Philip Hammond’s Budget contains some big numbers and ambitious promises on housing but you don’t have to delve very far to find the real priorities.
Contrast, for example, what’s happening with housing, tax and welfare, two different measures that were heavily predicted and one that was desperately needed.
Stamp duty is being cut, but the chancellor has gone further than the expected holiday by abolishing it completely for first-time buyers of homes worth up to £300,000 or the first £300,000 of homes worth up to £500,000. The cut applies from now and will cost £3bn by the end of 2022/23.
Problems with universal credit are being addressed with measures including the scrapping of the seven-day waiting period, making advances easier to get and allowing continued payment of housing benefit for two weeks after a universal credit claim. The total cost is £1.5bn by 2022/23 and there is another delay to the rollout.
The universal credit changes are welcome but will still leave claimants potentially facing destitution and people in work thousands of pounds a year worse off than they would have been under the previous system.
Originally published as a column for Inside Housing on May 20.
Some very big questions on housing, welfare and tax are looming ahead of this Budget.
If there is not the same sense of raised expectations that surrounds the prospects for land and investment, the answers given by Philip Hammond on November 22 will still go a long way to determining what type of housing system we will have going into the 2020s.
I’ve written many times before about the way that the aftermath of the financial crisis in 2008 and the policies adopted under George Osborne since 2010 have combined to create a system in which older and better-off home owners have gained at the expense of younger and poorer renters.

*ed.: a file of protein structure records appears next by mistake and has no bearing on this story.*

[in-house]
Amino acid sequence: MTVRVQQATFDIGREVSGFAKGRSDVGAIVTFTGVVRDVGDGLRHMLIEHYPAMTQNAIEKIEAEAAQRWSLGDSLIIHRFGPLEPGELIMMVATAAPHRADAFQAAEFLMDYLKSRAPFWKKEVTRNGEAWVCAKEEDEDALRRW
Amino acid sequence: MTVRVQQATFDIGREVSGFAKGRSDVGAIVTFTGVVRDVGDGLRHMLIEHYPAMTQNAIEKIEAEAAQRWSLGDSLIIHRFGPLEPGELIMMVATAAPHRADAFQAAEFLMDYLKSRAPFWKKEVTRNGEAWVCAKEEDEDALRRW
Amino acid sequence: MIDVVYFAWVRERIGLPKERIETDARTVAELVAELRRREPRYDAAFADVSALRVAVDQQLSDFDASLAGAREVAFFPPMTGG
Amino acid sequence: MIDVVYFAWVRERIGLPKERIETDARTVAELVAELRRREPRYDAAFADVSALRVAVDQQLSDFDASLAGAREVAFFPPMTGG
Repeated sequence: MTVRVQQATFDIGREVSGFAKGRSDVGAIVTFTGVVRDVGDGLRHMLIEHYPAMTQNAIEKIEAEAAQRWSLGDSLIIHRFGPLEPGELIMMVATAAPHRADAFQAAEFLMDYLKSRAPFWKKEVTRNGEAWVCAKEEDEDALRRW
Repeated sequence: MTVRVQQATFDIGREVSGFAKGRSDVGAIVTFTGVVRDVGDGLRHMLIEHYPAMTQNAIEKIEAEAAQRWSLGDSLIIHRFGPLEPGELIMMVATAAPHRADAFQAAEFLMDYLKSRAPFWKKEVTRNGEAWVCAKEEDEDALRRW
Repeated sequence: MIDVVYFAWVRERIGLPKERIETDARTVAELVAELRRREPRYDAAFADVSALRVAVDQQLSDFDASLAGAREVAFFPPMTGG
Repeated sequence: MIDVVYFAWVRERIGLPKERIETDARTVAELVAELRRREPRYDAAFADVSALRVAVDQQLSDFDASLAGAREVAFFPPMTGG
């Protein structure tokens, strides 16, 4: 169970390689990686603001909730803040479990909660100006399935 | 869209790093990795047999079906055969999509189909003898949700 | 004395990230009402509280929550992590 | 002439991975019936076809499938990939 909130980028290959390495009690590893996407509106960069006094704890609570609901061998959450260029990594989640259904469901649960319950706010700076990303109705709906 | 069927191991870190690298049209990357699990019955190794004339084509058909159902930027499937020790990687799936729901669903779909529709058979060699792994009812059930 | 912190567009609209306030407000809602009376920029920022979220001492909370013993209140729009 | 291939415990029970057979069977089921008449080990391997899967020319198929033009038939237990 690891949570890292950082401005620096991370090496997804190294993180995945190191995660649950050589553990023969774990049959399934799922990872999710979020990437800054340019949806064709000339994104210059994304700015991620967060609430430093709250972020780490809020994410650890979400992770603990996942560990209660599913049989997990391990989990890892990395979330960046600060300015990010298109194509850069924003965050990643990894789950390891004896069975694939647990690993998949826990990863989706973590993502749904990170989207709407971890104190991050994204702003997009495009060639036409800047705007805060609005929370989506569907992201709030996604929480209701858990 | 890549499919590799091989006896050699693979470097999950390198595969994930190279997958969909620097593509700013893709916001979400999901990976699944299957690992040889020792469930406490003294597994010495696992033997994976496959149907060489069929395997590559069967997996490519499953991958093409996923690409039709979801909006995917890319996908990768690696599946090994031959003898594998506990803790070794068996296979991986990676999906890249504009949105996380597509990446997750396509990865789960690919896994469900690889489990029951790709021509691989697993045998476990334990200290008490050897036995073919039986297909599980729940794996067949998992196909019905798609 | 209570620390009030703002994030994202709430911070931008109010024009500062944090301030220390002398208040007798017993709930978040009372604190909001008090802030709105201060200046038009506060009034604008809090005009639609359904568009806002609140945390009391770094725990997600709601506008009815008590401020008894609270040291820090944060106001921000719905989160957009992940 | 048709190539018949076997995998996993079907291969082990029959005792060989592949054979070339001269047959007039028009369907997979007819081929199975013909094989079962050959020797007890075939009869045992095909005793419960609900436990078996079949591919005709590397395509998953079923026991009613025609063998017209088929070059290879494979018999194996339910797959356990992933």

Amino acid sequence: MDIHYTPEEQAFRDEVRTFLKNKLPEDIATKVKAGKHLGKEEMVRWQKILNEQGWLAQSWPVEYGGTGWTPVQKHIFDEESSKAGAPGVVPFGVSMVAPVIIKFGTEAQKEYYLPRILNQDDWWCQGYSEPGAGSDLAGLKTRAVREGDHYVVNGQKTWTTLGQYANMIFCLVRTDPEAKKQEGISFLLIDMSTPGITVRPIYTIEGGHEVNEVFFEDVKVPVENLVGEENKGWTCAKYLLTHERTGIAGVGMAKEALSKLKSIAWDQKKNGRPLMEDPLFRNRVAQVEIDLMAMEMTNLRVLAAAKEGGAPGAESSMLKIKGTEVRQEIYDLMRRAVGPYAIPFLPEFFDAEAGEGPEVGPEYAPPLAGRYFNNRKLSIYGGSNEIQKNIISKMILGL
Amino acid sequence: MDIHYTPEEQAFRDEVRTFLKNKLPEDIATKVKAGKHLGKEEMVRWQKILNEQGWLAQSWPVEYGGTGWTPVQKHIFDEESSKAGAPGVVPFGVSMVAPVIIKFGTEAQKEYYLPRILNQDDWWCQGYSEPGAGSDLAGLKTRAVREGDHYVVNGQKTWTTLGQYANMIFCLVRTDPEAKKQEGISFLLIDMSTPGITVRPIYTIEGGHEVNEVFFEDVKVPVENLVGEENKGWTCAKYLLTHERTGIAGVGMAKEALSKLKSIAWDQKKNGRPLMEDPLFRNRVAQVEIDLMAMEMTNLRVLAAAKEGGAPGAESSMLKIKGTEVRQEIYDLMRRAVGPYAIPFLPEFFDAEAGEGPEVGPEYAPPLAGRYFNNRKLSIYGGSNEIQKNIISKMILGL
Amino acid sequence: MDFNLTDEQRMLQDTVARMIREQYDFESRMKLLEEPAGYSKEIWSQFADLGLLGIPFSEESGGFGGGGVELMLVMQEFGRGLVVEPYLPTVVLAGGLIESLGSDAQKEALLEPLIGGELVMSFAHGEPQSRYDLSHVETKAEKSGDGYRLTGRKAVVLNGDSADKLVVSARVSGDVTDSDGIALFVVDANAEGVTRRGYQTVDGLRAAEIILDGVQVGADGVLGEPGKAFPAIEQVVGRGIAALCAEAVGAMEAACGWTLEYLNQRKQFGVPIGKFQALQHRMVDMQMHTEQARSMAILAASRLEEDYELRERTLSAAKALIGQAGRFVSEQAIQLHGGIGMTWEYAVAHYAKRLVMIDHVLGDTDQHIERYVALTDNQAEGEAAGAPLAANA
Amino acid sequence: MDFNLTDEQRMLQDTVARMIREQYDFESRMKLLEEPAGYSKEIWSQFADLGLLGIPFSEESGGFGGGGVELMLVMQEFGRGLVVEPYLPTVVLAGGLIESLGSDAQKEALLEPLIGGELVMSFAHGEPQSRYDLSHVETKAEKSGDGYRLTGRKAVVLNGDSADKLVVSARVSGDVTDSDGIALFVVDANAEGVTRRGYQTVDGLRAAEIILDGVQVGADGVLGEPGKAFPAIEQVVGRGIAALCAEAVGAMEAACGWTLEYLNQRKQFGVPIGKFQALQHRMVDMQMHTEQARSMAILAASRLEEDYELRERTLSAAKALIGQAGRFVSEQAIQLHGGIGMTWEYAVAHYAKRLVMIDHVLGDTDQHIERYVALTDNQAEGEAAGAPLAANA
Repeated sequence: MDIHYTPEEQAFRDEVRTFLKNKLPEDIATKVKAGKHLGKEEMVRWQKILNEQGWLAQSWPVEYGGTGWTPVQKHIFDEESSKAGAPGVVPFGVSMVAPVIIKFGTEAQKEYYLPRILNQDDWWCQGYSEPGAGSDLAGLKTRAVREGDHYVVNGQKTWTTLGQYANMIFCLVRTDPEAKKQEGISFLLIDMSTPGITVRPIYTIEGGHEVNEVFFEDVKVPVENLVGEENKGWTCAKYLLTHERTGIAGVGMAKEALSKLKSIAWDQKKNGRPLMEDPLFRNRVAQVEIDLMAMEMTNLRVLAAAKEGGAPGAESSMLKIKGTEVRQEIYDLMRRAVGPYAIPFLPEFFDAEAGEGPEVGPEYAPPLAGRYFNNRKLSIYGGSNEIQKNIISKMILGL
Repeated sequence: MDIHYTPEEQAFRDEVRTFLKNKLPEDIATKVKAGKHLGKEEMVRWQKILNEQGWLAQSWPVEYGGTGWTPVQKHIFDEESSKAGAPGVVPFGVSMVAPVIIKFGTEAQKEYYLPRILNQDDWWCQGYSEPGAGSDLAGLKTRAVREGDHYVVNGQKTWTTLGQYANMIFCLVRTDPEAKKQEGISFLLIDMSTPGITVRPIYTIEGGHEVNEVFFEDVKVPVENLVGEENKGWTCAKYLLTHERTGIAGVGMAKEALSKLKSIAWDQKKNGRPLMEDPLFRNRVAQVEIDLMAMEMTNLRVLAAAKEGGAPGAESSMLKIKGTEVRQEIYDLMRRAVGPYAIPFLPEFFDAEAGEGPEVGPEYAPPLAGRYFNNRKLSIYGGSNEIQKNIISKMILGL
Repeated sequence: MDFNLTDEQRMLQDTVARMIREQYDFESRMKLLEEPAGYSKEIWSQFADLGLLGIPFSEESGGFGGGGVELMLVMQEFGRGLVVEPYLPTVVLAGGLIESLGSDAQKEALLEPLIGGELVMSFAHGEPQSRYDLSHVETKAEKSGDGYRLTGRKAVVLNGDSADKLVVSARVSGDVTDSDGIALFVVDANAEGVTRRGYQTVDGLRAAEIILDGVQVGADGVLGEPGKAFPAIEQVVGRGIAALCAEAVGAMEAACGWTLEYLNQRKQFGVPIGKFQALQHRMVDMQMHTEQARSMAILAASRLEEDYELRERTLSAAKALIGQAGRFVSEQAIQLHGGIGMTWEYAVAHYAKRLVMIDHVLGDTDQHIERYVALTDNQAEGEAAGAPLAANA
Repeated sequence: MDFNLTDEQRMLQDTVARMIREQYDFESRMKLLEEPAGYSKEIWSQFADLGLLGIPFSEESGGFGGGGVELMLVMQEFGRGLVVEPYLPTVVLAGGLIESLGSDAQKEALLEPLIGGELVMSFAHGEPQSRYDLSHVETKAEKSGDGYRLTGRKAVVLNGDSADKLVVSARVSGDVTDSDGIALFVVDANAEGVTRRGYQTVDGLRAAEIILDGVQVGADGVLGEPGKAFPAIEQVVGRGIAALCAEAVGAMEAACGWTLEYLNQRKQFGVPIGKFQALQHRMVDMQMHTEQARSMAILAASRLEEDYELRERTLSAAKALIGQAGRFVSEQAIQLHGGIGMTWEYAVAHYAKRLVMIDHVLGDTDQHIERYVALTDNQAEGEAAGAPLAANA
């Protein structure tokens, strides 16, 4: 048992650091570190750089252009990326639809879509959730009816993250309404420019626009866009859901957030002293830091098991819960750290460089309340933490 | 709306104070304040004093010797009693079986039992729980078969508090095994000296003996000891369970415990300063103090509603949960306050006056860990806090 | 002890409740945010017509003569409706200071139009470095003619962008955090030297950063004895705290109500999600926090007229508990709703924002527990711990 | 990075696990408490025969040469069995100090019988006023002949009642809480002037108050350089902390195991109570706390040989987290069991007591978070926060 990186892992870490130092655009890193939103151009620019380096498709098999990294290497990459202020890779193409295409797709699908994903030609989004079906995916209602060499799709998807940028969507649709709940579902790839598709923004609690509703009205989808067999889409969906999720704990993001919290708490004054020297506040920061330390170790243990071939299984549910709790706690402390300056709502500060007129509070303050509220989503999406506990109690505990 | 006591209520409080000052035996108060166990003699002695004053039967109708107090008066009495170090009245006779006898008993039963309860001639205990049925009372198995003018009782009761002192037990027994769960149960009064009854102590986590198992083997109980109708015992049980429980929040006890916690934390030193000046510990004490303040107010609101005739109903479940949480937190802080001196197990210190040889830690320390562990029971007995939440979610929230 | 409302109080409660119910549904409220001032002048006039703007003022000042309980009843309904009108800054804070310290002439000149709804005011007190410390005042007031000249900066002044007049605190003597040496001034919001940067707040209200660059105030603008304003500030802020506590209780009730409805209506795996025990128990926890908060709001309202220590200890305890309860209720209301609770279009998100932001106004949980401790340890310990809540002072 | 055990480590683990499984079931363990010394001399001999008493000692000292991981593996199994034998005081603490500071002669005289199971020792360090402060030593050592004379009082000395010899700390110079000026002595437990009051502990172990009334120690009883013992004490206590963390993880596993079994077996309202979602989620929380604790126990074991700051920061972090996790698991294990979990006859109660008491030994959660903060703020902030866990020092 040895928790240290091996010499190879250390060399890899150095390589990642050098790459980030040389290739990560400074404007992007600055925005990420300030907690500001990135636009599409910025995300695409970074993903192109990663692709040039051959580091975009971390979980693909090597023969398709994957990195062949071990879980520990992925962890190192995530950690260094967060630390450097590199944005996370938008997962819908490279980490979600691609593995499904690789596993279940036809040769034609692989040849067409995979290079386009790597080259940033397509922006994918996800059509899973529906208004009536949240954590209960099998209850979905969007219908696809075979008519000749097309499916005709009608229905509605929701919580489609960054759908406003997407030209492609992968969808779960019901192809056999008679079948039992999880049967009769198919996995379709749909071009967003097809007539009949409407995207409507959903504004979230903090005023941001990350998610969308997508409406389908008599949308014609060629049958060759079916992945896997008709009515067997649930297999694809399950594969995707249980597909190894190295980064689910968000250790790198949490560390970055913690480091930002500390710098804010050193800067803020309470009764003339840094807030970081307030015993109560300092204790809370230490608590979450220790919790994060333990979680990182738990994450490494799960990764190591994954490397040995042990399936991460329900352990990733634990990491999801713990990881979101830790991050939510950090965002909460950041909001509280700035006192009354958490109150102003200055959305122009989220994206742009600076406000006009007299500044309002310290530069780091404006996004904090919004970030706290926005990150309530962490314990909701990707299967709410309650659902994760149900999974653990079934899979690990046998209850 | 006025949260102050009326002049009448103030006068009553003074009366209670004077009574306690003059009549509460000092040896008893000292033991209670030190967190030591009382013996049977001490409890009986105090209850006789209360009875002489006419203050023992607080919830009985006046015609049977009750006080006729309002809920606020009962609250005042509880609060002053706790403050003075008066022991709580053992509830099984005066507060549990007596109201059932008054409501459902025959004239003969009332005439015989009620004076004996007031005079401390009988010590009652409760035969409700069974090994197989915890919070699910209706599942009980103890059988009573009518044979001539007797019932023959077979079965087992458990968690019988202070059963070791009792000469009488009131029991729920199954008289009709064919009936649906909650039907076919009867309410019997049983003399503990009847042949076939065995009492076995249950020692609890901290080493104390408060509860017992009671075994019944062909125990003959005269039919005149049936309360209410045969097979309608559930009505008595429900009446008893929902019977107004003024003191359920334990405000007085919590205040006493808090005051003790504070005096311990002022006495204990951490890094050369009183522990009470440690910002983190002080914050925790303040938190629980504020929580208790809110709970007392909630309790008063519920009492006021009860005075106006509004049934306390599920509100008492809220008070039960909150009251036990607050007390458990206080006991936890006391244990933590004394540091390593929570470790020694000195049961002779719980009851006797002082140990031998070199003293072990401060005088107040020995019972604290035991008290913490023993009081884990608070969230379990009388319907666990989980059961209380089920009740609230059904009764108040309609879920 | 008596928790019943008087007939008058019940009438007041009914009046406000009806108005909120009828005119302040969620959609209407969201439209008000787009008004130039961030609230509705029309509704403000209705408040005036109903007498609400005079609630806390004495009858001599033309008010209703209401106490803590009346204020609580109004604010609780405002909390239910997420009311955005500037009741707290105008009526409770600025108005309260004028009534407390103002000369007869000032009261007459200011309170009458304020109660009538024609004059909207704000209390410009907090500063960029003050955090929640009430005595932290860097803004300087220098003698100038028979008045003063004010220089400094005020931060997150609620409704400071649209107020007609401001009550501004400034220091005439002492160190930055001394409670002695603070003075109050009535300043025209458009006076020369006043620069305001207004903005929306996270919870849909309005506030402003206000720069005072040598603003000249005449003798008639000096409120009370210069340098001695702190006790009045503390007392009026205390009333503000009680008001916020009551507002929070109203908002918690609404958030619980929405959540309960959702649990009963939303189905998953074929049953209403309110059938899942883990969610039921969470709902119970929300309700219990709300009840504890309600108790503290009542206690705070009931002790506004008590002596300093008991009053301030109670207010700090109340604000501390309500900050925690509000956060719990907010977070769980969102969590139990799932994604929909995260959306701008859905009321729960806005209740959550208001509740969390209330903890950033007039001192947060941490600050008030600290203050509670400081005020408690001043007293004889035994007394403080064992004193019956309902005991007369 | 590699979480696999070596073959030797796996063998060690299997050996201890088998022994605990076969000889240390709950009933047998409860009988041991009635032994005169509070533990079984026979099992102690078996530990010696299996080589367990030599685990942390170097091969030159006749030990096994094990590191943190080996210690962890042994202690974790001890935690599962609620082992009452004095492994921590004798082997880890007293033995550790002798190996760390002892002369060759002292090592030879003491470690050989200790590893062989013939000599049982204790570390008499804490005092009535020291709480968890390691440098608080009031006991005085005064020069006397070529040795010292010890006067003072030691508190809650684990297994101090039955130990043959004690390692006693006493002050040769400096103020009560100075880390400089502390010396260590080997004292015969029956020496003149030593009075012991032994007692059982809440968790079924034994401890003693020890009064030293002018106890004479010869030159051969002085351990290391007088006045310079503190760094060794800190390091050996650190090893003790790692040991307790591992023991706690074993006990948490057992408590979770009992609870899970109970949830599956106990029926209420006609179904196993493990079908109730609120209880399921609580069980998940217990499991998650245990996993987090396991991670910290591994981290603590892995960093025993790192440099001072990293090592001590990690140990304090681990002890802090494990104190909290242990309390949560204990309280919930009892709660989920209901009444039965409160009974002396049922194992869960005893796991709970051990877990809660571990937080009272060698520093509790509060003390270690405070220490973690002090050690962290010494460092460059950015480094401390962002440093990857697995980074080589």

A piece in the Financial Times last week used figures from the Resolution Foundation to quantify just how much: housing costs for households below average incomes rose by £714 between 2007/08 while they fell by £271 for those on above average incomes. The biggest gains went to the richest 10% of households, whose average housing costs fell by £1,206.
And that these figures do not include substantial increases in housing wealth over the same period as house prices have risen.
So what could Hammond do to redress the balance?
Originally published as a column for Inside Housing on July 24.
Two reports over the weekend put housing insecurity firmly under the spotlight.
On Saturday the Local Government Association (LGA) made all the headlines when it highlighted the 120,000 children currently in temporary accommodation.
That’s not a new figure (it comes from homelessness statistics published a month ago) but that does not make it any less shocking. And the LGA puts it into real perspective by pointing out that the increase since 2014 is the equivalent of one secondary school full of children every month.
On Sunday, the Joseph Rowntree Foundation (JRF) published research looking at where much of that demand for temporary accommodation is coming from: evictions and forced moves from rented homes.
The report found that 40,000 tenants were evicted from their homes by landlords in 2015 and that private landlords are now carrying out more evictions than councils and housing associations.
That may not be much of a claim to fame for ‘social’ landlords but the rise in evictions reflects both the growth of the private rented sector and increasing use of Section 21 ‘no fault’ evictions by private landlords.